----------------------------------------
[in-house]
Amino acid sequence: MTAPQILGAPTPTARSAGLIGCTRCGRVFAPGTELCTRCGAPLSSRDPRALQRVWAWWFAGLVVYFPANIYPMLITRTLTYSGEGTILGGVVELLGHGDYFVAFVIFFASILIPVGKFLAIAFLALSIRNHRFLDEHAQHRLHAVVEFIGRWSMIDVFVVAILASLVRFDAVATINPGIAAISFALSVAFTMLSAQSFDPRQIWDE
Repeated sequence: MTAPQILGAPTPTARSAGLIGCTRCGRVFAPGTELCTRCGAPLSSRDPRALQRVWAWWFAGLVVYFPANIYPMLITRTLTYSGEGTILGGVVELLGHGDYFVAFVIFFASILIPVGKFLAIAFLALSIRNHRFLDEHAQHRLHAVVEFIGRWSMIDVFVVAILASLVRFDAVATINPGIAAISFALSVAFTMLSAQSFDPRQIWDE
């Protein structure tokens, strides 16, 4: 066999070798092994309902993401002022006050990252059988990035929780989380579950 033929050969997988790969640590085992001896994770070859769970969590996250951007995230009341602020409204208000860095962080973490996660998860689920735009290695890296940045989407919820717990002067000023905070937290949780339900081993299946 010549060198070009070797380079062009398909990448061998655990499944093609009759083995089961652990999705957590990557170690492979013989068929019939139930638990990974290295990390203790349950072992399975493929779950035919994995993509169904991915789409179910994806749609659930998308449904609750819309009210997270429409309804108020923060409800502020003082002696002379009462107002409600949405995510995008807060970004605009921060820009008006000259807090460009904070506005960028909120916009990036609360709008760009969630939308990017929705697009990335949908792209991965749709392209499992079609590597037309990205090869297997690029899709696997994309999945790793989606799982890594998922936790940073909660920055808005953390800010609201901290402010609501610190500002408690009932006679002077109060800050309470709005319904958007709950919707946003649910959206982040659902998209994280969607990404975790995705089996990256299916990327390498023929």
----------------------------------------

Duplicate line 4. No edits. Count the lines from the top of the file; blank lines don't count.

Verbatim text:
């Protein structure tokens, strides 16, 4: 066999070798092994309902993401002022006050990252059988990035929780989380579950 033929050969997988790969640590085992001896994770070859769970969590996250951007995230009341602020409204208000860095962080973490996660998860689920735009290695890296940045989407919820717990002067000023905070937290949780339900081993299946 010549060198070009070797380079062009398909990448061998655990499944093609009759083995089961652990999705957590990557170690492979013989068929019939139930638990990974290295990390203790349950072992399975493929779950035919994995993509169904991915789409179910994806749609659930998308449904609750819309009210997270429409309804108020923060409800502020003082002696002379009462107002409600949405995510995008807060970004605009921060820009008006000259807090460009904070506005960028909120916009990036609360709008760009969630939308990017929705697009990335949908792209991965749709392209499992079609590597037309990205090869297997690029899709696997994309999945790793989606799982890594998922936790940073909660920055808005953390800010609201901290402010609501610190500002408690009932006679002077109060800050309470709005319904958007709950919707946003649910959206982040659902998209994280969607990404975790995705089996990256299916990327390498023929």